For ages, pets were thought to have healing power. And now the results from clinical studies prove this point — pets are good for humans.
From Australia to Japan, in the United Kingdom, and across the United States, findings demonstrated that pets reduce blood pressure, cholesterol and triglycerides, thus lowering risk of heart disease. Dog owners benefit from the exercise of daily walks. Pet owners are less prone to loneliness, depression, anxiety and fear.
Dogs have been recruited into health care settings for their healing power. Trained therapy dogs helped cardiac patients lower their stress and anxiety and improve heart and lung health. Joint replacement patients who worked with therapy dogs needed less pain medication than patients without dogs.
Pets have helped to stimulate seniors with Alzheimer’s disease. In another study, children with autism became calmer around service dogs and had fewer outbursts.
Although Steamboat Springs does not have any therapy pets working with health care professionals where treatment goals are set and measured, we do have a popular pet visitation program. Lynette Weaver, executive director of Heeling Friends, said local pet partner teams can help patients relax and make them feel better.
“Patients welcome them with open arms,” Weaver said. “By the time the team leaves, the patients are smiling and in better shape than when they got there.”
Heeling Friends has been operating for more than 10 years, using the Delta Society’s Pet Partners program standards as its guide. Delta Society is a nonprofit organization “dedicated to improving human health through therapy and service animals.” Pet/owner teams first must undergo evaluation and training and then must make a minimum of two visits per month.
Currently, Heeling Friends has 28 active teams who participate in one of three visitation programs. Teams go to see patients at Yampa Valley Medical Center and/or residents at Doak Walker Care Center. They also participate in the Reading Education Assistance Dogs program with Steamboat Springs’ elementary students.
I had the opportunity to follow pet partners Dori, a schnauzer, and Terry Hinde during a recent visit to YVMC and the Doak Walker Care Center. One patient expressed that visits from Heeling Friends always are comforting and can be especially nice for patients who have pets at home who they cannot see while in the hospital.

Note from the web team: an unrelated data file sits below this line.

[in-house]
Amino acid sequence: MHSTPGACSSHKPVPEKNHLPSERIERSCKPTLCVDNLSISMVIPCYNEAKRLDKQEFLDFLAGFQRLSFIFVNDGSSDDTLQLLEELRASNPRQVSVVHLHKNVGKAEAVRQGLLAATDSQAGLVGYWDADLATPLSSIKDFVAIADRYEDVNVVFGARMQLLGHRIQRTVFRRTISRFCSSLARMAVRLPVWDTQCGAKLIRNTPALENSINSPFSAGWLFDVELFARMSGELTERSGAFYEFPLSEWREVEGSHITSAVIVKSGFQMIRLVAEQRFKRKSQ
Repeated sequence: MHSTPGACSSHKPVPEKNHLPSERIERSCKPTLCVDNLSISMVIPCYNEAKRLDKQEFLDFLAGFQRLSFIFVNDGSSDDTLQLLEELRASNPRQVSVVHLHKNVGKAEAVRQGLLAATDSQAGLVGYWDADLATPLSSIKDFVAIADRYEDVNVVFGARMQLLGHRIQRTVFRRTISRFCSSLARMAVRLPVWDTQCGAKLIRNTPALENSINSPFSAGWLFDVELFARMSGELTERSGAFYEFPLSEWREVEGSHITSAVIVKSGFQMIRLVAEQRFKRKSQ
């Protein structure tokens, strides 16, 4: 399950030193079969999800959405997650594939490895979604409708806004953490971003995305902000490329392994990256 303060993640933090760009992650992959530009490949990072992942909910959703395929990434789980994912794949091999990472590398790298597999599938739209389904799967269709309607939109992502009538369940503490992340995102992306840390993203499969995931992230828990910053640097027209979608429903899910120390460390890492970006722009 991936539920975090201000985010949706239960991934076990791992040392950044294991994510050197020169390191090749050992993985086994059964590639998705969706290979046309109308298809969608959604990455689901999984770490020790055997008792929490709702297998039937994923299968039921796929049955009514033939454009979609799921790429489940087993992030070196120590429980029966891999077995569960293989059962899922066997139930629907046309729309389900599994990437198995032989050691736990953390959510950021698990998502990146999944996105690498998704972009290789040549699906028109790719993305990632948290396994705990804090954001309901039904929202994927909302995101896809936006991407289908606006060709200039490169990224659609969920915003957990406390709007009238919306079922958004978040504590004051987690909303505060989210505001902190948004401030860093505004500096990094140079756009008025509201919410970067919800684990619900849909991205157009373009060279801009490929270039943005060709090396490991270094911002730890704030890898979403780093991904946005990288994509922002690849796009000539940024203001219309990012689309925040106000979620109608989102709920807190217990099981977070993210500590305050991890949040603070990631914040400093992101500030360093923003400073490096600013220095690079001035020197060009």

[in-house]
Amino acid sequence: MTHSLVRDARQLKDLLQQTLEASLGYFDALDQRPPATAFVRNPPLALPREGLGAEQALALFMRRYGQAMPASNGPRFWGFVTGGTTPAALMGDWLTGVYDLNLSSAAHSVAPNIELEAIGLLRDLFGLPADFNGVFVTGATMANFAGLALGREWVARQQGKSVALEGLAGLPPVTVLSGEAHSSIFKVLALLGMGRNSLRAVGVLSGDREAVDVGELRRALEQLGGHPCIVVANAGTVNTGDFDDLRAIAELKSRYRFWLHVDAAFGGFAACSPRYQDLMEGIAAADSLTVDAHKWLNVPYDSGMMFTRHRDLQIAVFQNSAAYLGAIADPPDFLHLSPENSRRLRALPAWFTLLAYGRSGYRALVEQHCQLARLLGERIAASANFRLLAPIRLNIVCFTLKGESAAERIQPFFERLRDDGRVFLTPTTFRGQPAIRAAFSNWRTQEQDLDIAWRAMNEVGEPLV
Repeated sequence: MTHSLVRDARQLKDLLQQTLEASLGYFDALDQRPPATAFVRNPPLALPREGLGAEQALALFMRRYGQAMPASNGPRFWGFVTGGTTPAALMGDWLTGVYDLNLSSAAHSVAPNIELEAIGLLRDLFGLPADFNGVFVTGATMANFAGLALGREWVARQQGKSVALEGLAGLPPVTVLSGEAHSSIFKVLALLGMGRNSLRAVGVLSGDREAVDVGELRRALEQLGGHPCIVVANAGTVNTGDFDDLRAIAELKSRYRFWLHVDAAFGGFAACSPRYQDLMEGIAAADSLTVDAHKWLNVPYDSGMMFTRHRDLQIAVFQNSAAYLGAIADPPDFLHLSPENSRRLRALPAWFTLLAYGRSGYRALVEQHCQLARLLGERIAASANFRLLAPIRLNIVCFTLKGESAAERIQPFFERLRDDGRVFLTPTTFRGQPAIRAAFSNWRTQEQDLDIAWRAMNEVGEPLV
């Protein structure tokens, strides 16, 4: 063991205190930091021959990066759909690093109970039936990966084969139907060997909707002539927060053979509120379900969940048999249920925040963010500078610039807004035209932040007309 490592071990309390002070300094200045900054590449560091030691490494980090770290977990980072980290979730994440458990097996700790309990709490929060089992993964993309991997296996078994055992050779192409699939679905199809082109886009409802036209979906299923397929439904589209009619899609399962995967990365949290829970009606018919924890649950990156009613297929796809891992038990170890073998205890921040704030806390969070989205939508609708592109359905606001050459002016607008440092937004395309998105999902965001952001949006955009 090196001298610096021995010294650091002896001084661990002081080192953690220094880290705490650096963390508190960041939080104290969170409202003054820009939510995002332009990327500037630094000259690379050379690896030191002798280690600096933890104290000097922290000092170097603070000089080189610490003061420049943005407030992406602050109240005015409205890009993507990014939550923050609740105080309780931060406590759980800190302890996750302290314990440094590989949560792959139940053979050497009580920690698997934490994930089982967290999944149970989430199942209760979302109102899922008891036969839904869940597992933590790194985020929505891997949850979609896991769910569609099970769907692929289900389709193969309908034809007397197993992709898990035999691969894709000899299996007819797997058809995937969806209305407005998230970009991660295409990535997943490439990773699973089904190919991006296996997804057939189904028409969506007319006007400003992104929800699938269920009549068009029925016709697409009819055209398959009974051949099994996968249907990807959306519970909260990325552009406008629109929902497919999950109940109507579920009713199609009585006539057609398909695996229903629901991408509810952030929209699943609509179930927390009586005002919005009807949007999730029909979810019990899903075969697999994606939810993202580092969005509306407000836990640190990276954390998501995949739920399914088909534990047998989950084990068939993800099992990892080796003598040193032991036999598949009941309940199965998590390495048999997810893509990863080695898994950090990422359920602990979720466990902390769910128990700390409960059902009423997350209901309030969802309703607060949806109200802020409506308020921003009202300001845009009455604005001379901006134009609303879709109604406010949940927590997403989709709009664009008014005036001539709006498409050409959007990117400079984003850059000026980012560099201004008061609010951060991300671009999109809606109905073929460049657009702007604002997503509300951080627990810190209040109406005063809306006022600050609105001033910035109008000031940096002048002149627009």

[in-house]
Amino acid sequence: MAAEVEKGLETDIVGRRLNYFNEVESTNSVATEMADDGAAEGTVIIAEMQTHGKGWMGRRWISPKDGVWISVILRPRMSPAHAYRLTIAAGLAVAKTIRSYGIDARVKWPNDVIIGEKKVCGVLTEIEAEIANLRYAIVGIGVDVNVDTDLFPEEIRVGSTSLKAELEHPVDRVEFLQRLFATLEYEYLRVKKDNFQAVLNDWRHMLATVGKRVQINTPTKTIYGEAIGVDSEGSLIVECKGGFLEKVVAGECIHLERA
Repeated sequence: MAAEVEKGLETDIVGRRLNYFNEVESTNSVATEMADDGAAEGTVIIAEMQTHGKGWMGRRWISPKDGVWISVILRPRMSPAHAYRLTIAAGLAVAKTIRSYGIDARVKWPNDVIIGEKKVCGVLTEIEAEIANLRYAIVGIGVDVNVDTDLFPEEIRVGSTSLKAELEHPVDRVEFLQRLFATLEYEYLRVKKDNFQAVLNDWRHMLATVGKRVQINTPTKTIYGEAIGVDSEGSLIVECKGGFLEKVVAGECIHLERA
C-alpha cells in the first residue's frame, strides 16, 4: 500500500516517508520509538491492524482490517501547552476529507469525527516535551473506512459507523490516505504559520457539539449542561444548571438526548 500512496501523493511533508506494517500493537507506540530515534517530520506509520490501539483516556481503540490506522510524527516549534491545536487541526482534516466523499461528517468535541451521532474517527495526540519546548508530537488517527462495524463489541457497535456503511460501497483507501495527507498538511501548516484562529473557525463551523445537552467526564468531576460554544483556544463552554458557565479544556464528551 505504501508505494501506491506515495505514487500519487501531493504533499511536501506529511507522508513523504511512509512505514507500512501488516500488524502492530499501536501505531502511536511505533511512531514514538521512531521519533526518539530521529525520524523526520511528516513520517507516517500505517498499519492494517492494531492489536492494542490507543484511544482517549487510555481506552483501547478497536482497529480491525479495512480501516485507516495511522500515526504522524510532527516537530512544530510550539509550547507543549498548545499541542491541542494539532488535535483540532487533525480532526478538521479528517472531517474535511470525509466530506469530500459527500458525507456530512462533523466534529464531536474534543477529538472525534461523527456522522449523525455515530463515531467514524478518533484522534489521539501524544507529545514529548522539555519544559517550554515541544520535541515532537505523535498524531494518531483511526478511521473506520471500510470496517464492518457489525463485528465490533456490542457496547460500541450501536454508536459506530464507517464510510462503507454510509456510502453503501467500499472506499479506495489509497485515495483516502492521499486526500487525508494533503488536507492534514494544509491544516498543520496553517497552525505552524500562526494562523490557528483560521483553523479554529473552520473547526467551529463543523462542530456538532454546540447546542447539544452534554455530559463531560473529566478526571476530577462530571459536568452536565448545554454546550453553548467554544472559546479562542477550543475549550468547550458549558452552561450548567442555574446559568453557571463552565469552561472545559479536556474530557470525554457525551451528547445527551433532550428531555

Patients are not the only benefactors of the visits. Dori brought smiles to several employees. In an environment that often can be challenging, taking a moment to, as Weaver puts it, “paws to make you smile,” can heal the healers. The pets also bring comfort to families and friends who are visiting their loved ones.
At the Doak Walker Care Center, pets reside alongside residents. This helps the skilled nursing center feel more like a home and less like a medical facility.
“The neat thing about the animals, it gives you that homey feeling,” said Kathy Ulmer, recreation assistant at the Doak.
The Doak is home to two cats, Lola and Alex, along with several birds and a large fish aquarium. Ulmer said the birds and fish stimulate the residents. And Lola makes her way around nearly every resident room during the day.
Additionally, employees are encouraged to go through the Very Important Pets screening program to allow their pets to accompany them at work. Five employee-owned dogs currently are permitted to visit.
Everyone, not just the sick, can benefit from the healing power of pets. What you spend on pet care, you could save on health care. Giving your time to another is fulfilling in itself and can improve not only your health, but also your quality of life.
Riley Polumbus is communications specialist at Yampa Valley Medical Center. She can be reached at firstname.lastname@example.org